Helming your own startup gives you an incredible opportunity to steer your destiny. You can sell what you like, work when you like, and hire your dream team. You’re not beholden to anyone — however, you’re always beholden to the almighty dollar (or whichever unit of currency you happen to trade). More specifically, you’re beholden to your cash flow, which is a measure of your financial performance.
All business owners know they need to make money, but what many fail to realize is that the end goal of making money — earning a profit — shouldn’t be the primary concern for startups. Instead, what they need to concentrate on is cash flow. You can survive a lack of profit for a long time (depending on your funding and investment), but you can’t survive a lack of cash flow.
It’s surprising, then, that the term “cash flow” is shockingly unfamiliar to so many. Let’s address that issue by taking a closer look at what cash flow involves and why it’s so worthy of attention. Here’s the startup guide to staying solvent:
What is cash flow?
While there’s a lot of complexity attached to it, the basic concept of cash flow is incredibly straightforward: it’s simply the balance of your regular incoming payments with your regular outgoing payments. Having a good cash flow means ensuring that the money coming into your business each month is enough to cover the money leaving your business.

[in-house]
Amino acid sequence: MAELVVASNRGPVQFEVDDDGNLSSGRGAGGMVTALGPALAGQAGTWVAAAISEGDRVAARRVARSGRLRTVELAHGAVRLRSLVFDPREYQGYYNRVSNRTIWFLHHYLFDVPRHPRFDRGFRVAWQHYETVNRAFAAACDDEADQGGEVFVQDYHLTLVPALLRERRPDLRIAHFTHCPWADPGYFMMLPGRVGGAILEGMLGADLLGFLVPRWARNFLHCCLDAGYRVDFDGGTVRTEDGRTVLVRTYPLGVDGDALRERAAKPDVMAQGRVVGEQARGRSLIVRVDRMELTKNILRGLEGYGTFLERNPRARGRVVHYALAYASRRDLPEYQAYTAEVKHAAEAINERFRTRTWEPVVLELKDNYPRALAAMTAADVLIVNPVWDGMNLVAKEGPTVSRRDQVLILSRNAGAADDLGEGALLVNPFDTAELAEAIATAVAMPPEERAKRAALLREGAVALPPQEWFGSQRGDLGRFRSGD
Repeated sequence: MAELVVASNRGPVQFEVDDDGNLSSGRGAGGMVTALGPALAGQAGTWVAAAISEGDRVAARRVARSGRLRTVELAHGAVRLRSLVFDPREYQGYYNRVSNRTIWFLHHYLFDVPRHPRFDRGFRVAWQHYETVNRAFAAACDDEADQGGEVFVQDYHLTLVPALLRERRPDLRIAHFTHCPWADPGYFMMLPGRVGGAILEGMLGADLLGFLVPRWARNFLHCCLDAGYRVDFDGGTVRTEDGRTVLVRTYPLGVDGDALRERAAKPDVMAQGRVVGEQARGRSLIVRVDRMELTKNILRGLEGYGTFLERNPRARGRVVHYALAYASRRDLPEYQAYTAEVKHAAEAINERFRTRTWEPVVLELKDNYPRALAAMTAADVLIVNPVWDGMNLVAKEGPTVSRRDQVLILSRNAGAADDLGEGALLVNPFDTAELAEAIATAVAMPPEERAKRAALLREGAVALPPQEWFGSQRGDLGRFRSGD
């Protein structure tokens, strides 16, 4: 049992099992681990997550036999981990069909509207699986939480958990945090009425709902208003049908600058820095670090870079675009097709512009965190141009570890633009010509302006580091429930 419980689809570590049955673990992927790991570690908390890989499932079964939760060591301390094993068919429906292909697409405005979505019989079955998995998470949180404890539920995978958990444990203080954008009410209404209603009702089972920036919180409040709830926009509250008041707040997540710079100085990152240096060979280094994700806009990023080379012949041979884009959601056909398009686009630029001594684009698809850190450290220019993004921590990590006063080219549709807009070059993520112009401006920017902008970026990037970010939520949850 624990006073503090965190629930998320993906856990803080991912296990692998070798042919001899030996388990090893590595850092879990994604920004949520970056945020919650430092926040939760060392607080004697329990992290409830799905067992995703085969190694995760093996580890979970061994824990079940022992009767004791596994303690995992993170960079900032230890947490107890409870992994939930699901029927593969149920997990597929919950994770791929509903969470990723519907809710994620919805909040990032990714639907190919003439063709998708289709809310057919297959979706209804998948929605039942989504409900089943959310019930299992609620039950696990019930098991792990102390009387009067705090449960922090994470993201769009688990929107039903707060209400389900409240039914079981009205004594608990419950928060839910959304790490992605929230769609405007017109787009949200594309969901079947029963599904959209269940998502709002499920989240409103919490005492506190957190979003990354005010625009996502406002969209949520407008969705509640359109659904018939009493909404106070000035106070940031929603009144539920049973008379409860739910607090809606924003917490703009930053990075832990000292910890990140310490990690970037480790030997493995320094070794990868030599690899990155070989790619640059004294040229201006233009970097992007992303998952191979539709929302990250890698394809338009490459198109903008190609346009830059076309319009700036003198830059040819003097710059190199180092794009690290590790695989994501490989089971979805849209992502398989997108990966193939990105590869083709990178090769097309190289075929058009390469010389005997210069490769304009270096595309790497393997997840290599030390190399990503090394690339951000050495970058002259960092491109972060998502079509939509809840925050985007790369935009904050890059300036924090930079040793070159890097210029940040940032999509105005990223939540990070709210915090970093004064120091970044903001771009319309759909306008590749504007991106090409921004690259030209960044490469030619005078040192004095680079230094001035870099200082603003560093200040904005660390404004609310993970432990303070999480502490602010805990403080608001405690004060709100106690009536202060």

You might wonder how this is so different from profit, in which case you can look at it this way: it’s possible to be highly profitable in your business deals but spend so much on investing in the business (or simply living life) that you end up with negative cash flow. Cash flow isn’t about the ROI of specific deals — it’s about your business as a whole, and you need to be conservative.
What does cash flow mean for your business?
Your cash flow is the lifeblood of your business. Whenever you’re unsure how successful your day-to-day operation is, you can look at your cash flow to check that you’re bringing in more revenue than you’re spending. And if you’re consistently seeing negative cash flow — more going out than coming in — then you’re in major trouble.
In short, it’s a primary health indicator, and something that’s far more imminently important than profit. If you’ve been overlooking it, then you need to take action to address that immediately.
How to calculate your cash flow
The simplest way to calculate your cash flow is to create a spreadsheet in something like Google Sheets and tally up all of your regular payments: everything you pay out (subscription fees, food costs, space rental, etc.) versus everything you bring in (client payments). Add in the additional expenses that inevitably accrue, and you’ll see if you’re coming out on top.
If you just want a broad notion of your financial situation, you can stop there. If you want to get more in-depth with your calculations, Wave has a high-level guide about managing your cash flow that links to some useful template resources and formulae, so that’s a great place to start. Remember, though: only go to a level of detail that you can continue to monitor.
What happens if you have a cash flow problem?